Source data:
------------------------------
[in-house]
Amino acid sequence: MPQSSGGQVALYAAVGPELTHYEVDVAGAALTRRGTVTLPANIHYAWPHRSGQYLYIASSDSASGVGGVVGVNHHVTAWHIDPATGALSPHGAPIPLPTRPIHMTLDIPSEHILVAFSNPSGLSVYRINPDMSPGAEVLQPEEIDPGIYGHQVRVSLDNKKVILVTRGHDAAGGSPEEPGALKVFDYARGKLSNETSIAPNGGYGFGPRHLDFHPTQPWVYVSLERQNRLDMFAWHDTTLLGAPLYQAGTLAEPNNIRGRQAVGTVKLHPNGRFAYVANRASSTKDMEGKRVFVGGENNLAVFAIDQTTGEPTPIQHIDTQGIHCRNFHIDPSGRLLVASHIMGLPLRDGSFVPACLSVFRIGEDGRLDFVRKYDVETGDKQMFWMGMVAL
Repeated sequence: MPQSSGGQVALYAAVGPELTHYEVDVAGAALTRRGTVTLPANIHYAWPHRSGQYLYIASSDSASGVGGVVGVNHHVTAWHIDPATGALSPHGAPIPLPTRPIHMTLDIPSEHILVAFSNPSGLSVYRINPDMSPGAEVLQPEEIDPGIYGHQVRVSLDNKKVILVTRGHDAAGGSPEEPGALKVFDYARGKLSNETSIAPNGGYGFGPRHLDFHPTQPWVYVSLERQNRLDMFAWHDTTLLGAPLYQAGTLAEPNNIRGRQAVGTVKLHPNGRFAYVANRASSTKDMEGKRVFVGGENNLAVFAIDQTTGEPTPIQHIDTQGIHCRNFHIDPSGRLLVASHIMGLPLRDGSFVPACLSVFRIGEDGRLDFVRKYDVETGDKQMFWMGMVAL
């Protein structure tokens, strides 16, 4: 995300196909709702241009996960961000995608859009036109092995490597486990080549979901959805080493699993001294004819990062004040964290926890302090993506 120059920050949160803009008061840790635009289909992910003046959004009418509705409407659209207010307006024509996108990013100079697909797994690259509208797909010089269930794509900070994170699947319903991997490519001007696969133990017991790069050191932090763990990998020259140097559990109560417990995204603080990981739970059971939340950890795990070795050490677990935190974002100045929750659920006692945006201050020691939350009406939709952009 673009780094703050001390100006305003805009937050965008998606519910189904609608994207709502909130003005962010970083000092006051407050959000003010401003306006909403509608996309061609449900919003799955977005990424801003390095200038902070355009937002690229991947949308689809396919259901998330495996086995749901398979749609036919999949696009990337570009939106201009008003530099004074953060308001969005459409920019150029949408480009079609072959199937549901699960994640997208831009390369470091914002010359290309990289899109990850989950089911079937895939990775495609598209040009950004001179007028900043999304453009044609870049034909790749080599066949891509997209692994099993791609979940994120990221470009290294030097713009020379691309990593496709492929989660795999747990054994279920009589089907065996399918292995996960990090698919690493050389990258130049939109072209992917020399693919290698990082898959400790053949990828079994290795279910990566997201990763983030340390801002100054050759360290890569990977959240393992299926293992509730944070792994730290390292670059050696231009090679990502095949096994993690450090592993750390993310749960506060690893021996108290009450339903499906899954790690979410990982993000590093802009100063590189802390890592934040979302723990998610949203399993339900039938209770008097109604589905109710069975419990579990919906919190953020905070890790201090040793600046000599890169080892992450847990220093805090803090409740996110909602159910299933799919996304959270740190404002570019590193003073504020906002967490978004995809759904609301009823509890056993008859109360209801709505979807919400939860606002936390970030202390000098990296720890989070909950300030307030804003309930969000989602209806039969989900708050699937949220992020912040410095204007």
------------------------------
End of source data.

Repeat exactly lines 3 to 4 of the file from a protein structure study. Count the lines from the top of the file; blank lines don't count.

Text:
Repeated sequence: MPQSSGGQVALYAAVGPELTHYEVDVAGAALTRRGTVTLPANIHYAWPHRSGQYLYIASSDSASGVGGVVGVNHHVTAWHIDPATGALSPHGAPIPLPTRPIHMTLDIPSEHILVAFSNPSGLSVYRINPDMSPGAEVLQPEEIDPGIYGHQVRVSLDNKKVILVTRGHDAAGGSPEEPGALKVFDYARGKLSNETSIAPNGGYGFGPRHLDFHPTQPWVYVSLERQNRLDMFAWHDTTLLGAPLYQAGTLAEPNNIRGRQAVGTVKLHPNGRFAYVANRASSTKDMEGKRVFVGGENNLAVFAIDQTTGEPTPIQHIDTQGIHCRNFHIDPSGRLLVASHIMGLPLRDGSFVPACLSVFRIGEDGRLDFVRKYDVETGDKQMFWMGMVAL
């Protein structure tokens, strides 16, 4: 995300196909709702241009996960961000995608859009036109092995490597486990080549979901959805080493699993001294004819990062004040964290926890302090993506 120059920050949160803009008061840790635009289909992910003046959004009418509705409407659209207010307006024509996108990013100079697909797994690259509208797909010089269930794509900070994170699947319903991997490519001007696969133990017991790069050191932090763990990998020259140097559990109560417990995204603080990981739970059971939340950890795990070795050490677990935190974002100045929750659920006692945006201050020691939350009406939709952009 673009780094703050001390100006305003805009937050965008998606519910189904609608994207709502909130003005962010970083000092006051407050959000003010401003306006909403509608996309061609449900919003799955977005990424801003390095200038902070355009937002690229991947949308689809396919259901998330495996086995749901398979749609036919999949696009990337570009939106201009008003530099004074953060308001969005459409920019150029949408480009079609072959199937549901699960994640997208831009390369470091914002010359290309990289899109990850989950089911079937895939990775495609598209040009950004001179007028900043999304453009044609870049034909790749080599066949891509997209692994099993791609979940994120990221470009290294030097713009020379691309990593496709492929989660795999747990054994279920009589089907065996399918292995996960990090698919690493050389990258130049939109072209992917020399693919290698990082898959400790053949990828079994290795279910990566997201990763983030340390801002100054050759360290890569990977959240393992299926293992509730944070792994730290390292670059050696231009090679990502095949096994993690450090592993750390993310749960506060690893021996108290009450339903499906899954790690979410990982993000590093802009100063590189802390890592934040979302723990998610949203399993339900039938209770008097109604589905109710069975419990579990919906919190953020905070890790201090040793600046000599890169080892992450847990220093805090803090409740996110909602159910299933799919996304959270740190404002570019590193003073504020906002967490978004995809759904609301009823509890056993008859109360209801709505979807919400939860606002936390970030202390000098990296720890989070909950300030307030804003309930969000989602209806039969989900708050699937949220992020912040410095204007």